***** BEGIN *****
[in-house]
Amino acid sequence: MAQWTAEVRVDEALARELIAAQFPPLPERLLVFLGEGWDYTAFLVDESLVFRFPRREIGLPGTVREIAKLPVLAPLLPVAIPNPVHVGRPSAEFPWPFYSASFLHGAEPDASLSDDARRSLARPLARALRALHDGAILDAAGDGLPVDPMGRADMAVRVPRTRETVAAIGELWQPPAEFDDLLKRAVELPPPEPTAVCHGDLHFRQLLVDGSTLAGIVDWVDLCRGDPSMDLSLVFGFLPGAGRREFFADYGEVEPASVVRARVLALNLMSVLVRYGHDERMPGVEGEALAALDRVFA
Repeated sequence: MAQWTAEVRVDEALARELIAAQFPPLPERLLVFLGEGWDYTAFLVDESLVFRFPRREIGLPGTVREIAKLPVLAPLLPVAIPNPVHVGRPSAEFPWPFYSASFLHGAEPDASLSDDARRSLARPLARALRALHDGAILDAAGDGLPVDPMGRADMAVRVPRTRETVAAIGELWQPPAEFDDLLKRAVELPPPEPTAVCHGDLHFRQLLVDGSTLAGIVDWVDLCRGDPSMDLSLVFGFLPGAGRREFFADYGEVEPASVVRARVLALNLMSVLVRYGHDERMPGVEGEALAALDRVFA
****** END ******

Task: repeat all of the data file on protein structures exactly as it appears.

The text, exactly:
[in-house]
Amino acid sequence: MAQWTAEVRVDEALARELIAAQFPPLPERLLVFLGEGWDYTAFLVDESLVFRFPRREIGLPGTVREIAKLPVLAPLLPVAIPNPVHVGRPSAEFPWPFYSASFLHGAEPDASLSDDARRSLARPLARALRALHDGAILDAAGDGLPVDPMGRADMAVRVPRTRETVAAIGELWQPPAEFDDLLKRAVELPPPEPTAVCHGDLHFRQLLVDGSTLAGIVDWVDLCRGDPSMDLSLVFGFLPGAGRREFFADYGEVEPASVVRARVLALNLMSVLVRYGHDERMPGVEGEALAALDRVFA
Repeated sequence: MAQWTAEVRVDEALARELIAAQFPPLPERLLVFLGEGWDYTAFLVDESLVFRFPRREIGLPGTVREIAKLPVLAPLLPVAIPNPVHVGRPSAEFPWPFYSASFLHGAEPDASLSDDARRSLARPLARALRALHDGAILDAAGDGLPVDPMGRADMAVRVPRTRETVAAIGELWQPPAEFDDLLKRAVELPPPEPTAVCHGDLHFRQLLVDGSTLAGIVDWVDLCRGDPSMDLSLVFGFLPGAGRREFFADYGEVEPASVVRARVLALNLMSVLVRYGHDERMPGVEGEALAALDRVFA